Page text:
The toxic 2016 election caused many women to relive the trauma of harassment and sexual abuse that they have endured both on the streets and behind closed doors. In “Keep Walking,” Lauren Eggert-Crowe, without directly mentioning the president-elect once, shares an essay about what it means to learn to be a woman.
I was 11 years old the first time I was catcalled. I was walking in pink Keds and white socks along a rural road paralleling a river to meet friends at a swimming hole. My skinny, unshaven, suntanned, bug-bitten legs stuck out of baggy cotton shorts with seashells printed on them. A tie-dyed T-shirt covered me like a tent. As I walked along the gravel shoulder, a car approaching from behind slowed down just a little. The driver, a bearded middle-aged man, shouted, “Hey, my son likes you!” The emphasis on the word likes was said in an almost accusatory tone. Then his 12- or 13-year-old son leaned out the back window and shouted, “Give me a kiss, baybeeeeeee!” — his voice trailed off as the car sped away, in the direction I was walking.
I tucked a strand of hair behind my ear, a pre-teen girl habit I had already learned. Startled and ashamed, but flattered that someone liked me, I gave a reflexive smile to nobody and kept walking. It did not occur to me to be angry, only grateful that I’d been noticed. It is obvious to me now that, even then, I was already learning what it meant to be a woman.
When I reached the small dirt parking lot beside the river, the man and his son were standing by their car. I could feel the son’s eyes on me as I walked by, trying not to look at them. My face was hot. “Just keeeeeep walking,” the boy drawled. I pointed my finger at my ear and twirled it in a circle, the universal sign for crazy among fifth graders in the mid-1990s. It was the only comeback I could muster.
Since then, I’ve been wolf-whistled and catcalled, honked and hollered at, countless times. Men have bellowed and leered at me from behind the safety of their revving engines. A group of boys in my freshman dorm called me Butt Girl and snickered behind me whenever we walked to the dining hall together. Now, when I get harassed, I let my fury fly, and watch “Hey honey” quickly devolve into “Fuck you, bitch!” One man slapped my ass at a Los Angeles bar and I screamed in his face, “Don’t fucking touch me again.” He stammered and looked utterly confused. Whenever I can react fast enough, I roar back at them; I try to grow a foot taller and an octave lower. But sometimes, I falter, or I second-guess the egregiousness of the offense, and let it go. One January night in Berkeley, I briskly walked down Shattuck in a red pea coat, arms folded against the cold. A man on the sidewalk leered, “Little Red Riding Hood, ha ha ha.” “Yeah,” I responded in my flattest monotone as I rushed by, hoping my lack of cheer would be read as defiance.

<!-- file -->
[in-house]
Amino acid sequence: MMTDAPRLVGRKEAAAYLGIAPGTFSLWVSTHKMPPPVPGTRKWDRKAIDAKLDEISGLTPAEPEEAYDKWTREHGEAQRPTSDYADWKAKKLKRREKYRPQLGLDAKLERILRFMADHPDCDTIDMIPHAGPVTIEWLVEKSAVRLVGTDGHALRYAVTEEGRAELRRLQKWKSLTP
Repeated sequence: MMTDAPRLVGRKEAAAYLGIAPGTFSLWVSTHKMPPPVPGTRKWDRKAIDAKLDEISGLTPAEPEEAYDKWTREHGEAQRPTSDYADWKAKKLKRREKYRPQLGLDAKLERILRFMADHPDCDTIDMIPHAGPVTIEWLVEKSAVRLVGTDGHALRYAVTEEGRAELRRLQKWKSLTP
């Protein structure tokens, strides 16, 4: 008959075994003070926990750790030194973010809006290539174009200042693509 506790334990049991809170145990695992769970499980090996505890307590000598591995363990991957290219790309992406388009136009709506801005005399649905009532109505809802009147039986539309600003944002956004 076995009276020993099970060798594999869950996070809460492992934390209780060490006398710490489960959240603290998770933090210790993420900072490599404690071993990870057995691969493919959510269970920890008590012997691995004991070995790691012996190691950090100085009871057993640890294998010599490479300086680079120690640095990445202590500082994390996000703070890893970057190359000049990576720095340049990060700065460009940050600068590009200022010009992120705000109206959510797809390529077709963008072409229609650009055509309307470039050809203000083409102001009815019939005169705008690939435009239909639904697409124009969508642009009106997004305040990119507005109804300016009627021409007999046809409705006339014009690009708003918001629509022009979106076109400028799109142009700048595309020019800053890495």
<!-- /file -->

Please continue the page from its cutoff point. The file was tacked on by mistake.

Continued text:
For a long time I was naïve enough to believe my disdain would save me. I told myself that if any man even tried to hurt me, I’d summon my inner Buffy Summers and beat the shit out of him.
But that’s never been true about me. Sure, I can turn on a dime and fire off a string of obscenities at street harassers, and I’m stellar at rejecting men I don’t care about. But I falter in the face of men I like, men I’ve convinced myself I need.
I could tell you about the first date who undressed me without bothering to ask permission, or the new partners who penetrated me without warning, or yanked my hair, or pushed boundaries because it turned them on to be edgy and risky. I could tell you about the boyfriend who repeatedly spanked me no matter how many times I asked him not to, who would try to initiate sex in the middle of the night by grabbing my pussy while I slept. The one time I hesitantly told him that his behavior put me on edge and made me lose sleep, I saw the moodiness storming up his eyes, and I spent the rest of the day managing my anxiety and guilt. There was the morning when I had to ask him four times to stop biting me, only to hear him say no in a voice he thought was cute. I could tell you about the Silicon Valley office crush I finally slept with after three years of flirting, who cajoled my consent for “just one second” inside of me unprotected, then scoffed when I pushed him out and told him to put a condom on. “God, just relax, you’re ruining the moment,” he said. And I could tell you how I kicked none of these men out of my bed. How I got smaller. Embarrassed for ruining the moment. Paper cuts I allowed as the price of companionship.
Admitting this makes me feel like I’ve failed all my feminist foremothers. I’ve had a lifetime of faltering. If I have a crush on you, come at me with your best bullshit and I will absorb it gracefully. Violate my boundaries, and I will retroactively redraw them, because I desperately want to believe the best in you. Haughty as I am, my superiority crumbles when validation is on the line.